Croda has developed a new lab-based test method, paired with digital software that can be used to assess how adjuvants can reduce the pesticide deposit wash-off when washed with simulated rain droplets. This new test method allows quick screening of rainfastness performance, prior to costly and time-consuming greenhouse or field trials.

A droplet of agrochemical formulation containing the rainfastness adjuvant is applied to a hydrophobic slide. The deposit is then dried and imaged using a portable microscope. Deposit images are taken as the deposit is washed with simulated rain droplets, which can then be converted using the digital software to create semi-quantitative graphical representations of the deposit wash-off over the time course.

Initial results of the new rainfastness technology

The new rainfastness technology has been trialled in our internal lab-based test method as well as within a greenhouse trial. Two formulations have been trialled in the internal test, a 160 g/L phenmedipham SC (Figure 1) and a 250 g/L azoxystrobin SC (Figure 2). The rainfastness performance of the formulations was assessed with the rainfastness technology (3% w/w inclusion) and without. After simulated rainfall was applied, the retention of the deposit increased by 25%-45% when the Croda rainfastness technology was included.


Figure 1. Croda’s new rainfastness technology performance results using lab-based test method with 160 g/L phenmedipham SC


Figure 2. Croda’s new rainfastness technology performance results using lab-based test method with 250 g/L azoxystrobin SC

Greenhouse trials were conducted using a phenmedipham 160 g/L formulation containing Croda rainfastness technology. The performance of this formulation compared to a herbicide only control was assessed with and without simulated rainfall.

Photosynthetic efficiency, which refers to the fraction of light energy converted into chemical energy during the photosynthesis process, was used to measure performance. High values of photosynthetic efficiency, around 0.8, indicate a healthy plant whereas low values show disruption to the photosystem. Phenmedipham inhibits photosynthesis, leading to a reduction in the photosynthetic efficiency. Therefore, the lower the number, the better the retention of phenmedipham on the plants following the rain simulation.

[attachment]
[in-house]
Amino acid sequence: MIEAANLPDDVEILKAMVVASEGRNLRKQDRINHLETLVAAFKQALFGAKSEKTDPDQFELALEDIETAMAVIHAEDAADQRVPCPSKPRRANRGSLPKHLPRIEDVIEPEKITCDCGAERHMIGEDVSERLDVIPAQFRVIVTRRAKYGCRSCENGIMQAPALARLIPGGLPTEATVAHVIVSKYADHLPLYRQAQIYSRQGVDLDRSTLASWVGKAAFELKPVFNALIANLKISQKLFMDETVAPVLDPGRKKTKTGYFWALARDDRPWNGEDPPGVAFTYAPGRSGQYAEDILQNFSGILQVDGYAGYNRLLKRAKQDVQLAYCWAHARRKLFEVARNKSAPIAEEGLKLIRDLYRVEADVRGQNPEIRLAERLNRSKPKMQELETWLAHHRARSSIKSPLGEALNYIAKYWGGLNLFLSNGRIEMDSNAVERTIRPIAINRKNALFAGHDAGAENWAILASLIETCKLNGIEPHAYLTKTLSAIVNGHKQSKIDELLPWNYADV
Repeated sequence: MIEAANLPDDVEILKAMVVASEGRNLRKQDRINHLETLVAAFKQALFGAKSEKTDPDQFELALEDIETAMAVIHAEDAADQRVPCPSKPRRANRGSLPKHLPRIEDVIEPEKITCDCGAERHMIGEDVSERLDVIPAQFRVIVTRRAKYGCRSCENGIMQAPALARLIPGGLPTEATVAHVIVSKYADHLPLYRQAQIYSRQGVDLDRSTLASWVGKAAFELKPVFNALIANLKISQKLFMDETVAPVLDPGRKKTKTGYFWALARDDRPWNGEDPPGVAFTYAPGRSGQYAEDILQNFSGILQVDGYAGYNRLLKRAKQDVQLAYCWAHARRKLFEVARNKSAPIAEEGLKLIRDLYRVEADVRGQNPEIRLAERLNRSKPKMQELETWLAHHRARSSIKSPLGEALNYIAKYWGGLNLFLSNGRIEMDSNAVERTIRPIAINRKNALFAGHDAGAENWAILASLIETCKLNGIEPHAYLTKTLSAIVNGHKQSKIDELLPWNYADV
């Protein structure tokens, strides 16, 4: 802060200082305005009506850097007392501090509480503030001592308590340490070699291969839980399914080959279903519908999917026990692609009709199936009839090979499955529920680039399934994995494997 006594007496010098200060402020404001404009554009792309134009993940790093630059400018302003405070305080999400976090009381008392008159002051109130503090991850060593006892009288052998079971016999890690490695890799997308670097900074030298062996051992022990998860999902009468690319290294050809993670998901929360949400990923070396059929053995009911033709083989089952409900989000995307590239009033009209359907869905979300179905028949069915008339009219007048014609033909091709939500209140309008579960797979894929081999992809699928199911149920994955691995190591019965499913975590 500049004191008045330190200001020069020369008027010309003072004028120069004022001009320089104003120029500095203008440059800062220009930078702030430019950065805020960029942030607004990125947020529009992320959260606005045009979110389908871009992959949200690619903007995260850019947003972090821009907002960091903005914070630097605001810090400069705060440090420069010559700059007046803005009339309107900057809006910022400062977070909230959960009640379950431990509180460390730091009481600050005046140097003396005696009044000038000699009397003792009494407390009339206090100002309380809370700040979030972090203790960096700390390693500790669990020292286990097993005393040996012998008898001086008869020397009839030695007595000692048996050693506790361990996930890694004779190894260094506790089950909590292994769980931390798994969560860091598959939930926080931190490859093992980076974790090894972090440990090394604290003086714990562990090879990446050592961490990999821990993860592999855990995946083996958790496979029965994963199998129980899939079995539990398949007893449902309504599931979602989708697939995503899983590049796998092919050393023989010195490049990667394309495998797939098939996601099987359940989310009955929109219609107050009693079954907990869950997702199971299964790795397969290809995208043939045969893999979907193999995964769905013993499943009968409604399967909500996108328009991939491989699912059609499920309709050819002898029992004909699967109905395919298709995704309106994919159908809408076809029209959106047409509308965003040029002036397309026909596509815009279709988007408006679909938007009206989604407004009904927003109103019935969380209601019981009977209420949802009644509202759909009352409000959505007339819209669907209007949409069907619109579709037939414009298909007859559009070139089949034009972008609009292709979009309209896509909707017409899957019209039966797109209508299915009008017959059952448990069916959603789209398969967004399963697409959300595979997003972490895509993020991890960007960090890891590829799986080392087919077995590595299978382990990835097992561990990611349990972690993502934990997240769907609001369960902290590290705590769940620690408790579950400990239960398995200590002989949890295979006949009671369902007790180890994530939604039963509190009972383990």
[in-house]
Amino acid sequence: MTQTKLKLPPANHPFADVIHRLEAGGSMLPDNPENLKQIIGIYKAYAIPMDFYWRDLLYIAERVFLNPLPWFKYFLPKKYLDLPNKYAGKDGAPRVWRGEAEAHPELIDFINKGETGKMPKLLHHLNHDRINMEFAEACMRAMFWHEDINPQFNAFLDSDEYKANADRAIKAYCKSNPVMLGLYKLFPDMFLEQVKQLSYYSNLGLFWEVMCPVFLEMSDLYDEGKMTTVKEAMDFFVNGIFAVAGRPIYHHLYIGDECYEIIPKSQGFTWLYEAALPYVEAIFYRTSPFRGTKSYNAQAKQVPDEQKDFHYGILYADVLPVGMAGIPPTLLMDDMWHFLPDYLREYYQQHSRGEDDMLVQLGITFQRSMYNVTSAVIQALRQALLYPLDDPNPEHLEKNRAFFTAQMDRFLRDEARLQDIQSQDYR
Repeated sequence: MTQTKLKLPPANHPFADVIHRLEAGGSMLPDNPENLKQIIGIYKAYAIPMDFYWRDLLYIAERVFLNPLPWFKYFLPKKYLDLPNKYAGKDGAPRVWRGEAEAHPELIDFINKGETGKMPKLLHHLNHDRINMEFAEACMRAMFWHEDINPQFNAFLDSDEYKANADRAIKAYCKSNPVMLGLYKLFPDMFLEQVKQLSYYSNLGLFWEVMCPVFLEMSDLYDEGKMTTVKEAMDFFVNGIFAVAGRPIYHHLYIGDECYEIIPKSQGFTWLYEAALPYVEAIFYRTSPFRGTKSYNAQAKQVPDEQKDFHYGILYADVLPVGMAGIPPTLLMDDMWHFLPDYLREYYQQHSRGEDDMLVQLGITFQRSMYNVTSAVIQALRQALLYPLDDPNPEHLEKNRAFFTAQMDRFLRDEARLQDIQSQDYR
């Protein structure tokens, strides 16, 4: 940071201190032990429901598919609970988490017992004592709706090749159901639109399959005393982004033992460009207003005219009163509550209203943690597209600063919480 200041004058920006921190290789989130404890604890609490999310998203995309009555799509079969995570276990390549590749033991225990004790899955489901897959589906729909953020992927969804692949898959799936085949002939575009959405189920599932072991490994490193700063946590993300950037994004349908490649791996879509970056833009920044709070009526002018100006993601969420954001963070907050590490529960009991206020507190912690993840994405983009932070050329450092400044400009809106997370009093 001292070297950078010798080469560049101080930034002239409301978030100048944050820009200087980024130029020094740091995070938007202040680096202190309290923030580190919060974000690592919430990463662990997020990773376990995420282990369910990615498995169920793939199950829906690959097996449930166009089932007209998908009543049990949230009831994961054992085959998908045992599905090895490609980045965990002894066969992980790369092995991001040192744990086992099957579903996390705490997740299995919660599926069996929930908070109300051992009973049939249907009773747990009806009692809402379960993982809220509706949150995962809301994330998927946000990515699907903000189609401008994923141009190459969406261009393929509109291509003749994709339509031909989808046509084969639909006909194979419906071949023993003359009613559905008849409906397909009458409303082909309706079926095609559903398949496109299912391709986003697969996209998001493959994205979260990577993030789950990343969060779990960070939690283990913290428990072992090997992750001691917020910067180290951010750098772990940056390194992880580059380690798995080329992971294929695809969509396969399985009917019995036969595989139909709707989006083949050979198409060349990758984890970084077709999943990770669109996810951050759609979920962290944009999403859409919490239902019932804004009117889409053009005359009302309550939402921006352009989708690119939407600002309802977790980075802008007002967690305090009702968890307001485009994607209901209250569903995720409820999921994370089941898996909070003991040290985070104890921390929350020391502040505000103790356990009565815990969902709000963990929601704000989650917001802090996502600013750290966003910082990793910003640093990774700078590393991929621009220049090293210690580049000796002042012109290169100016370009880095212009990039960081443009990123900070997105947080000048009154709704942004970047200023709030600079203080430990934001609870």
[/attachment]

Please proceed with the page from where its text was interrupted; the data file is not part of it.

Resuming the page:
Figure 3. The effect of adjuvants on herbicide rainfastness shown through changes in photosynthetic efficiency. Readings were taken 2 days after herbicide application. Letters on bars represent the results of a Tukey post hoc test. 5 replicates; CV% 25.1

Figure 3 confirms the results observed within Croda’s lab-based test method (Figure 1). Plants treated with Croda rainfastness technology showcase greatly improved herbicide efficacy following a rain simulation compared to the herbicide only control.

Visual differences in the performance of the herbicide with and without rain can be observed in Figure 4. After rain, the herbicide only plants show an improvement in health, compared to the plants treated with the formulation containing Croda rainfastness technology, showing the phenmedipham has likely been washed away by the rain.


Figure 4. Images of treated plants 7 days after herbicide applications, with and without rain

Closing remarks

The need for sustainable rainfastness technology is becoming increasingly clear. This need is not only driven by the impending microplastic regulation, but also by the increasing desire within the global agrochemical industry to create products that don’t negatively impact our environment. In development, Croda’s rainfastness technology has been shown to increase wash-off resistance in a range of formulations when exposed to rainfall. In addition, this technology possesses an improved sustainability profile compared to traditional technologies, and compliance to the upcoming microplastic restrictions. Croda has a goal to be sustainable – a goal we know many in our industry share. If you would like to reach out to us to discuss your sustainability requirements, we welcome the opportunity, please contact cropcare@croda.com.

1 The state of the world’s land and water resources for food and agriculture 2021, Systems at breaking point | Produced by the Food and Agriculture Organization of the United Nations

2 The effects of six adjuvants on the rainfastness of chlorpyrifos formulated as an emulsifiable concentrate, J Thacker, R Young

This article will be published in AgroPages '2023 Formulation & Adjuvant Technology ' magazine to be published this May.

If you'd like to join this magazine to promote your products and solutions. Please contact Grace Yuan via: grace@agropages.com



More from AgroNewsChange

Hot Topic More

I wanna post a press Comment


Subscribe Email: *
Mobile Number:  





Subscribe AgroNews Daily Alert to send news related to your mailbox